Detection of spectral variations of Anomalous Microwave Emission with QUIJOTE and C-BASS

Cepeda-Arroita, R.; Harper, S. E.; Dickinson, C.; Rubiño-Martín, J. A.; Génova-Santos, R. T.; Taylor, Angela C.; Pearson, T. J.; Ashdown, M.; Barr, A.; Barreiro, R. B.; Casaponsa, B.; Casas, F. J.; Chiang, H. C.; Fernandez-Cobos, R.; Grumitt, R. D. P.; Guidi, F.; Heilgendorff, H. M.; Herranz, D.; Jew, L. R. P.; Jonas, J. L.; Jones, Michael E.; Lasenby, A.; Leech, J.; Leahy, J. P.; Martínez-González, E.; Peel, M. W.; Piccirillo, L.; Poidevin, F.; Readhead, A. C. S.; Rebolo, R.; Ruiz-Granados, B.; Sievers, J.; Vansyngel, F.; Vielva, P.; Watson, R. A.
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Monthly Notices of the Royal Astronomical Society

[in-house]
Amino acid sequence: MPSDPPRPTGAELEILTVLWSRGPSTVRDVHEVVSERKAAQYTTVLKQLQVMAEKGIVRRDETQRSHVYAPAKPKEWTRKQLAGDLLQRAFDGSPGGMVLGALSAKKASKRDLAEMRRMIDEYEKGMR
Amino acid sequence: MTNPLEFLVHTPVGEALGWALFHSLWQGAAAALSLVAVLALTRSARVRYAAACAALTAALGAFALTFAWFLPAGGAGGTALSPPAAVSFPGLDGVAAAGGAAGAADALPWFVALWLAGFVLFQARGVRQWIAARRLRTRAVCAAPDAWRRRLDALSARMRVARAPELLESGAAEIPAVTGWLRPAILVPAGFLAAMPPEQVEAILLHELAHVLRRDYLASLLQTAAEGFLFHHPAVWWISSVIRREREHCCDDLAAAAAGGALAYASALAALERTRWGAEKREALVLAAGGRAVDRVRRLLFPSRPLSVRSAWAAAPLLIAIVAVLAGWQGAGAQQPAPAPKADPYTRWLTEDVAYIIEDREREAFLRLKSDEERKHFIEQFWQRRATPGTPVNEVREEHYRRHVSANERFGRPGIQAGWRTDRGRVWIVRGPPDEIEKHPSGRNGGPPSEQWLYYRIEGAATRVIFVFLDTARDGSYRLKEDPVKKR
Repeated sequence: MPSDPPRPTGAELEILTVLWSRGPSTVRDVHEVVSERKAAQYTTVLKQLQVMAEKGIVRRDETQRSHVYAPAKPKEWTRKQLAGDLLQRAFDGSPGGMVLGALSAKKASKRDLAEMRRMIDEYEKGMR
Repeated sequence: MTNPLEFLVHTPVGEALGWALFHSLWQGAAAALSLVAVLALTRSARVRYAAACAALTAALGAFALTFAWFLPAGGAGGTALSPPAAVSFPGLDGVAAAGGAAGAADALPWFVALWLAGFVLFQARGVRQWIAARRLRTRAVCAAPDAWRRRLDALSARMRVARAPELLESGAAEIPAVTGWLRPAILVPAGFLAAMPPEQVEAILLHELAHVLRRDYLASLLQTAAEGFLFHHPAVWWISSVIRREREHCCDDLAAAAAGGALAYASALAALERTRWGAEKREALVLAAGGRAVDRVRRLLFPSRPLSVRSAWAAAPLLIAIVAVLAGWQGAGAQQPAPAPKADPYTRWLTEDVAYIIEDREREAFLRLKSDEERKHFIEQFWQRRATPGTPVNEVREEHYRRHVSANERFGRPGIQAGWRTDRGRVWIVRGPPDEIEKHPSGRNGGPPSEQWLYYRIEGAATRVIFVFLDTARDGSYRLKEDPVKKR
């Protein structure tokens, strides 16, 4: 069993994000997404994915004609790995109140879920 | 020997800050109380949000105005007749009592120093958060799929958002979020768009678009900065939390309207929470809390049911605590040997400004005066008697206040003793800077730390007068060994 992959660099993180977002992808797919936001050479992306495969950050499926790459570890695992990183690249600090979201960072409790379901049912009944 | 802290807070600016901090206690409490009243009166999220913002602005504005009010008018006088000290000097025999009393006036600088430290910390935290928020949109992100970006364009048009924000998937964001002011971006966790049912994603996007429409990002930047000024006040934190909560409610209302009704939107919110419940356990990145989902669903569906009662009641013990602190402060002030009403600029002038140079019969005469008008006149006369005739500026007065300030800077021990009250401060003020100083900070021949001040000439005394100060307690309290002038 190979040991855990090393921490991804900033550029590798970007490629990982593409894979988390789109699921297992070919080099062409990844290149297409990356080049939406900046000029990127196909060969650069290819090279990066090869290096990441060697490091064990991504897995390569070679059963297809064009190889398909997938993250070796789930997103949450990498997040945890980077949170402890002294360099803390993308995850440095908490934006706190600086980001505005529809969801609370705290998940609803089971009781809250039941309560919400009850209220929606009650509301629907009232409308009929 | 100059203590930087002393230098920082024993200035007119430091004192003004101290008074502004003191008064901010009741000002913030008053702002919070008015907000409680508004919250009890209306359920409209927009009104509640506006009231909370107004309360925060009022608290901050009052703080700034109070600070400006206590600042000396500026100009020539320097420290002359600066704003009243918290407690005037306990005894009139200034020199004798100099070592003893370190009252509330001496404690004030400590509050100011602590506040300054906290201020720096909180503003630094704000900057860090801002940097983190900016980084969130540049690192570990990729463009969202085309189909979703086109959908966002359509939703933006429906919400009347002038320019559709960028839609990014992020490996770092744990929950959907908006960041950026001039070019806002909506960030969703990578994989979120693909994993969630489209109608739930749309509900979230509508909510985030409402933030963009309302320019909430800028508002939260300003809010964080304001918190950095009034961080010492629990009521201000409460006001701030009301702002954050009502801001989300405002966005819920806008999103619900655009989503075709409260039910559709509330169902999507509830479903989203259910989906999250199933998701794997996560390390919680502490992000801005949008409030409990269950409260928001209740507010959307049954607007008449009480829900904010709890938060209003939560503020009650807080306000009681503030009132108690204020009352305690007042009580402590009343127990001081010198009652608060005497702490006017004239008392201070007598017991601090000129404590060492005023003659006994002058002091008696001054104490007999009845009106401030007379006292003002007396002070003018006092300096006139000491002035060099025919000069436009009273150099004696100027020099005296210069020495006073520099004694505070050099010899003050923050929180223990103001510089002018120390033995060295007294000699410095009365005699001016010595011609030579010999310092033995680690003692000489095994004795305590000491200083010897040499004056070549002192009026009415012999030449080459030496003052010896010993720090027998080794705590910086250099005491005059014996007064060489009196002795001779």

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Anomalous Microwave Emission (AME) is a significant component of Galactic diffuse emission in the frequency range 10- $60\, \mathrm{GHz}$ and a new window into the properties of sub-nanometre-sized grains in the interstellar medium. We investigate the morphology of AME in the ≍10○ diameter λ Orionis ring by combining intensity data from the QUIJOTE experiment at 11, 13, 17, and $19\, \mathrm{GHz}$ and the C-Band All Sky Survey (C-BASS) at $4.76\, \mathrm{GHz}$ , together with 19 ancillary data sets between 1.42 and $3000\, \mathrm{GHz}$ . Maps of physical parameters at 1○ resolution are produced through Markov chain Monte Carlo (MCMC) fits of spectral energy distributions (SEDs), approximating the AME component with a lognormal distribution. AME is detected in excess of $20\, \sigma$ at degree-scales around the entirety of the ring along photodissociation regions (PDRs), with three primary bright regions containing dark clouds. A radial decrease is observed in the AME peak frequency from $\approx 35\, \mathrm{GHz}$ near the free-free region to $\approx 21\, \mathrm{GHz}$ in the outer regions of the ring, which is the first detection of AME spectral variations across a single region. A strong correlation between AME peak frequency, emission measure and dust temperature is an indication for the dependence of the AME peak frequency on the local radiation field. The AME amplitude normalized by the optical depth is also strongly correlated with the radiation field, giving an overall picture consistent with spinning dust where the local radiation field plays a key role.
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